Female personal trainer Daniela Morosan is currently in training for her first Bikini Body competition, so she was my next stop for advice for my perfect summer physique. However, her first words were cautious: “Staying healthy in Marbella isn’t easy”, she tells me “It’s doable, but we have temptations everywhere!”
Something that, after more late nights in Banus that I care to (or can even) remember, I am more than aware of…
“If you want to take care of yourself and stay healthy then, yes, you can do it,” she continues. “Marbella’s climate means that you can practice sports all year round. The weather, the mountains, the beaches, they are all here, and because we live in a place where for months we don’t wear much clothing, if you look good, you feel good!”
Like Ali, Daniela recognises the pressure of media to have the perfect body. “With Instagram and magazines, everyone looks perfect, and you might make the mistake of thinking ‘I have to look like that or like that’, and that is not a healthy attitude.”
“We all have different body types, and it can be very unhealthy to want to look like a certain person. Firstly, genetically speaking, you are not that person so it is impossible to look exactly the same. You can admire people but you have to understand that you cannot be a carbon copy of that person. You look like yourself and what you have to do is try to become the best version of yourself”.
Daniela stresses the importance of diet in becoming the best version of yourself “By diet I mean lifestyle, not starving yourself to death. That is not the point!” she laughs.
“Changing your lifestyle, eating healthier and controlling the quantity that you eat (as most damage is done by the how much you eat) are all vital. The quality of what you eat is also important, obviously. A McDonalds burger isn’t going to ruin your life if you eat it twice a year, but it will if you eat one every day, so that’s where the quality is important”.
Daniela also stresses the importance of getting into a routine “To change a habit you need around 21 days, so to make it a routine it is important not to give up. Remind yourself why you are doing this. The first two or three weeks are the most difficult, but after that, it becomes part of the routine. You need to find your own motivation – what is important for you, and remind yourself about it when you don’t feel in the mood for training.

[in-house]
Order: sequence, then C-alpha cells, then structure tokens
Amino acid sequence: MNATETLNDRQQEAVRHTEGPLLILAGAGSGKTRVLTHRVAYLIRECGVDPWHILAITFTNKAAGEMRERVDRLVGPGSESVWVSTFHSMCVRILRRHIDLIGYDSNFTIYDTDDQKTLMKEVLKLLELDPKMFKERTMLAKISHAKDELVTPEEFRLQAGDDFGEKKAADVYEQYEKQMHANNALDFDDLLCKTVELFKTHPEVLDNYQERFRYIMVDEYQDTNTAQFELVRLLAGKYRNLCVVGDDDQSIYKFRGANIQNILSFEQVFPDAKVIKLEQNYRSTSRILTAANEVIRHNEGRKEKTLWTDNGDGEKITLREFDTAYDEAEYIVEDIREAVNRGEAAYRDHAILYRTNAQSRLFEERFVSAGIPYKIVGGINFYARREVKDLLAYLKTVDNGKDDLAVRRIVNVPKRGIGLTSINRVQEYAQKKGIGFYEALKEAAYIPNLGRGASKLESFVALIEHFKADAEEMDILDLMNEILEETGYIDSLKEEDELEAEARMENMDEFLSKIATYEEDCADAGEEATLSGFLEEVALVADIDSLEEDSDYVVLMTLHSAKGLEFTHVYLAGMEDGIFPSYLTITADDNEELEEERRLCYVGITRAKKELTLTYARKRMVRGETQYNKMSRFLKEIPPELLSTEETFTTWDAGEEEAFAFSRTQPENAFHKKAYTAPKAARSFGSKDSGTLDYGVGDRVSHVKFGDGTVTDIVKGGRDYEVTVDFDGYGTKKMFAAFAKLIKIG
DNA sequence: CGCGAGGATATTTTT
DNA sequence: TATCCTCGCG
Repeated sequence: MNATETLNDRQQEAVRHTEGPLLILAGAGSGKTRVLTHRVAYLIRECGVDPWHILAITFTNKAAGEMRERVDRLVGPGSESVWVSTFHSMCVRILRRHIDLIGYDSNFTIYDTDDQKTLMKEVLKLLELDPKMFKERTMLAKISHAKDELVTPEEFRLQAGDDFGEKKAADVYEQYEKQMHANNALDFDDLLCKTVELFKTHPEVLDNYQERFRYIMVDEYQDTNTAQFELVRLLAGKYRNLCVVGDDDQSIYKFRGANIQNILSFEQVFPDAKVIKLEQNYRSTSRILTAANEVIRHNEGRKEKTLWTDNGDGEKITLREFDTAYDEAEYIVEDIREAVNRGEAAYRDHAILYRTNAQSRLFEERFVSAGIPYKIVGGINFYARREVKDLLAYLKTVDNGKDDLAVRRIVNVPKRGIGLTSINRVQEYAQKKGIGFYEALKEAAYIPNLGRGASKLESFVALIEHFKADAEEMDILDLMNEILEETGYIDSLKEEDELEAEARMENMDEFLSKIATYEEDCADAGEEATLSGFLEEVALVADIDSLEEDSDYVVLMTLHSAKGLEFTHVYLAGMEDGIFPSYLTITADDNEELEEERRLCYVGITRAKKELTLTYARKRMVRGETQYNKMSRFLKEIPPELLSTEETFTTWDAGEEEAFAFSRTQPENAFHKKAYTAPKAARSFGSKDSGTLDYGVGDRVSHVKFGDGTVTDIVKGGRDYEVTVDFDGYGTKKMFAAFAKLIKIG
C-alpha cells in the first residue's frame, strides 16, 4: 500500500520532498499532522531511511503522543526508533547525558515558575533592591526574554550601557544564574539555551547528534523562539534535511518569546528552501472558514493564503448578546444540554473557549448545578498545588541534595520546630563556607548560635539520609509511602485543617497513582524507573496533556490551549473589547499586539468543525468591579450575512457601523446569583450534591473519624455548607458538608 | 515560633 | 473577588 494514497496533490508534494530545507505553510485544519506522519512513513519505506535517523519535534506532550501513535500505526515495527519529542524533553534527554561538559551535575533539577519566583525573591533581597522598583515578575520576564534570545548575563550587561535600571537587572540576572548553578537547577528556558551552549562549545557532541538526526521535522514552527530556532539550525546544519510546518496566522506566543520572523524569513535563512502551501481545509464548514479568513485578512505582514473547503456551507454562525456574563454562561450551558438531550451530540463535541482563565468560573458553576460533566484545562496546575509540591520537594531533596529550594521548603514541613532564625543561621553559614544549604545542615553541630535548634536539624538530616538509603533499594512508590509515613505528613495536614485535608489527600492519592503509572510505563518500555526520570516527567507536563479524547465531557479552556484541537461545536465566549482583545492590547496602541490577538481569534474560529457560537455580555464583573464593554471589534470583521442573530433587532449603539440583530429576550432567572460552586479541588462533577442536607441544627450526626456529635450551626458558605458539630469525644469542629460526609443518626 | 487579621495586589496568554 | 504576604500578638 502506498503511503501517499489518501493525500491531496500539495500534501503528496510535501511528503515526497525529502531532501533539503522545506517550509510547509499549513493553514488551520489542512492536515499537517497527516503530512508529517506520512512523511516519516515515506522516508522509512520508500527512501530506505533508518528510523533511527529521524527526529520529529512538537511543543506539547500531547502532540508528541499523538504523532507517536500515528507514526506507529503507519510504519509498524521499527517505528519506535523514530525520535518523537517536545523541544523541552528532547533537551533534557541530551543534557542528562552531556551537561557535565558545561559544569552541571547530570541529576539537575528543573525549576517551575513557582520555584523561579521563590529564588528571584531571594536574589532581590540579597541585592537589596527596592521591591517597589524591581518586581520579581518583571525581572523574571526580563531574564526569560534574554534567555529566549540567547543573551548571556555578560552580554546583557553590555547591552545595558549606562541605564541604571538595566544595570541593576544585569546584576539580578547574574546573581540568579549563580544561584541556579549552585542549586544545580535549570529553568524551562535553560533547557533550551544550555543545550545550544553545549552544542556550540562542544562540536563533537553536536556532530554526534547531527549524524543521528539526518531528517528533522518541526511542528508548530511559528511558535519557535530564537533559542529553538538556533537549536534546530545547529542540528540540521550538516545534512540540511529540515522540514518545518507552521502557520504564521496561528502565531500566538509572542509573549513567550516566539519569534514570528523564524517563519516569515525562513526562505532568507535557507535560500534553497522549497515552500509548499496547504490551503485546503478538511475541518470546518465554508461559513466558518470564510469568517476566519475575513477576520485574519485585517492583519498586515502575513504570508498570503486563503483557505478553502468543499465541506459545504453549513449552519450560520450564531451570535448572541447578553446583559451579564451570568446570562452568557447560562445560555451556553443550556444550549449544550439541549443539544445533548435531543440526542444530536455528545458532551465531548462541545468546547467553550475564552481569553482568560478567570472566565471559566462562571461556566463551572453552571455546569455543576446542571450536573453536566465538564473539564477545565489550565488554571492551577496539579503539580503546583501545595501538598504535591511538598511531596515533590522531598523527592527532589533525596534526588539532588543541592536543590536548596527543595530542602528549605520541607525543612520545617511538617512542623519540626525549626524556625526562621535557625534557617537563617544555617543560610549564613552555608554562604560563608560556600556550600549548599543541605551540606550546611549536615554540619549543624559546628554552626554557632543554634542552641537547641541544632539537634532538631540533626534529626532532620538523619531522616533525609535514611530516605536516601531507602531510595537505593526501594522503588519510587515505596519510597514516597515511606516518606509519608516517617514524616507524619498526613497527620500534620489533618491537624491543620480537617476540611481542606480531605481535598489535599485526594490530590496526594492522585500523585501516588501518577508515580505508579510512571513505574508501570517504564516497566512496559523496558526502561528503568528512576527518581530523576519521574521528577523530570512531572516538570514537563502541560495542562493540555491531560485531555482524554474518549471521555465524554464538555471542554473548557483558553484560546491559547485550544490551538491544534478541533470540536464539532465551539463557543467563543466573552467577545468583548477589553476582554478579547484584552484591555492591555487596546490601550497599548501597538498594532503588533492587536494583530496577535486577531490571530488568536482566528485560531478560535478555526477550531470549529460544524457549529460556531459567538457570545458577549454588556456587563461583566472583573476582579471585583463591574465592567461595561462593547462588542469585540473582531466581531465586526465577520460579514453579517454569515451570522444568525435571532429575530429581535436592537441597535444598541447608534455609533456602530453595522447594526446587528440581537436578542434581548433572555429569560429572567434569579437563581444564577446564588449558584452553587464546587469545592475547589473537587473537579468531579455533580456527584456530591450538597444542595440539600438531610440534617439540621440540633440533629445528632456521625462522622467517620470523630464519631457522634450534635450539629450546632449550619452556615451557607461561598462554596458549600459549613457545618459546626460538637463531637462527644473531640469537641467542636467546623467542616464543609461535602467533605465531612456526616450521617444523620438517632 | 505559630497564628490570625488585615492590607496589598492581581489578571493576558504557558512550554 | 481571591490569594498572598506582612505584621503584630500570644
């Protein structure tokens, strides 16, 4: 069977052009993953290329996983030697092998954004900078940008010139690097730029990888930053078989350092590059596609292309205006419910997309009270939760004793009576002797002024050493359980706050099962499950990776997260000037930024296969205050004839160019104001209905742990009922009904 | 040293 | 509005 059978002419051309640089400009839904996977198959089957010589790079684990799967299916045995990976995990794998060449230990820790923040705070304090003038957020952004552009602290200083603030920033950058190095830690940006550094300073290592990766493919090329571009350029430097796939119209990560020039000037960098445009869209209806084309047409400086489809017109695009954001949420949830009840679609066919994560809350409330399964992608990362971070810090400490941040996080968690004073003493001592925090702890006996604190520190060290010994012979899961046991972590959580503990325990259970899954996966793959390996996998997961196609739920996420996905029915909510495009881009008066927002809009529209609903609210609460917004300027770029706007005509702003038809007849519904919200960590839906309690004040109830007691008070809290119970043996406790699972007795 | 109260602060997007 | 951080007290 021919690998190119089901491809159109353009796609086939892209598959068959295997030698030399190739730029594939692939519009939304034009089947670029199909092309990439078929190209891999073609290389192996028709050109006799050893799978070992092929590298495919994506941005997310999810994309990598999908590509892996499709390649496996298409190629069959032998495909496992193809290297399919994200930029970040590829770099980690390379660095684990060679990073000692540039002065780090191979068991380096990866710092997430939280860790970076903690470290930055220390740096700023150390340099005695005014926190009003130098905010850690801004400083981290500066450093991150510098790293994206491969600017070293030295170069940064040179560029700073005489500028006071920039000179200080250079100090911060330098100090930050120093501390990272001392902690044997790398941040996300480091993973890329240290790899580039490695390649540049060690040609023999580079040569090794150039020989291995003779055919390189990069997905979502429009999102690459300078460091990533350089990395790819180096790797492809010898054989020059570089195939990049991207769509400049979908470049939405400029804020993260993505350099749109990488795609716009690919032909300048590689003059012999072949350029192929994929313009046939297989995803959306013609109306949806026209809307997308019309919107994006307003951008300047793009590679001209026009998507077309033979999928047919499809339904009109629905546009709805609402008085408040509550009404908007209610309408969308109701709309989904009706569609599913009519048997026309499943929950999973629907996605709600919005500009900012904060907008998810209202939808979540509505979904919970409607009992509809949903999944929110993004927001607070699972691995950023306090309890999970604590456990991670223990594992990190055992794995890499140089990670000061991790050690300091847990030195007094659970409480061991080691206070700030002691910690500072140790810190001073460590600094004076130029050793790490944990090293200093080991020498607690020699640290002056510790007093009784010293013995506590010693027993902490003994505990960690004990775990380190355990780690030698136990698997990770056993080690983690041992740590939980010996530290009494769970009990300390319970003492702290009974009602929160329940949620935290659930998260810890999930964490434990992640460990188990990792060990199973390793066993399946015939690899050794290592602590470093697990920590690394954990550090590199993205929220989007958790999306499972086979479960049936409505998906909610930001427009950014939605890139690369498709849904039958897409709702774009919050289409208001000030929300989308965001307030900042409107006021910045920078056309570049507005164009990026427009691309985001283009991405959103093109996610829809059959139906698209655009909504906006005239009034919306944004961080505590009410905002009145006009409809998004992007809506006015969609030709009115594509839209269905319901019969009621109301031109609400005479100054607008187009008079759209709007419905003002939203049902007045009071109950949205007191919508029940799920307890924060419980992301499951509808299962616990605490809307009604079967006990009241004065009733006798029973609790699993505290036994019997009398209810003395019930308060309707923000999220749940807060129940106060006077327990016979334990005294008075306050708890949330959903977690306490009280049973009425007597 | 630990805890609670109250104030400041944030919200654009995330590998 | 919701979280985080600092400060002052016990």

She also recognises the pitfalls of modern living “We need to be more active because we have very easy lifestyles. We just go from the house to the car to the office, back to the car and then to the house. We don’t move enough and have become sedentary because it is very easy just to sit on the sofa!”
Movement is the key then, be it walking, swimming or cycling. Commitment is vital as well, but you don’t need to spend money on gym memberships or equipment. “There are lots of exercises that you can do without any type of equipment,” Daniela explains. “In fact, some of the exercises that involve our own body weight are more difficult than using the machines at the gym. Go onto YouTube and you will find thousands of videos that you can follow without any type of equipment and that you can do at home, outside or on the beach”.
The good news is that more and more are starting to realise the benefits of training. “People are now realising how fragile we are,” she says “and that exercise is good for your body as well as your mind. It counters against depression, anxiety and a host of other conditions”.
Daniela also has some advice for those who might be cautious of venturing into a gym for the first time, “Don’t be afraid to go to the gym – people are not there to judge; they are there to train”, she explains. “Serious gym users will appreciate the fact that you are taking steps to change your lifestyle”.
“Asking a professional to devise a plan for you and show you how to properly carry out each exercise is also invaluable. If you do not have the budget to hire a trainer for every workout, just a few sessions can reap huge benefits.”
She also has some important words about diet “There is no such thing as a ‘one diet that fits all’. Avoid these at all costs, as they only work for a short period! I teach my clients how to eat properly, so they experience a change in their health for the rest of their lives, not just a few months.”
So what final advice does Daniela have if you are starting out? “Try everything! Gym classes, team sports, padel – you might be surprised with what you like. You need to find something that you really enjoy, so health doesn’t become a chore and that gives you a positive mind set. Get out there and have fun!” she smiles.
Ali Mohtashemi: www.nw8performance.co.uk Tel: (+44) 7801 545 659. Instagram: nw8_performance_
Daniela Morosan: WhatsApp: 642 759 305 Facebook: Daniela.Fit.and.Healthy (Daniela M. Personal Trainer) Instagram: Daniela_m_pt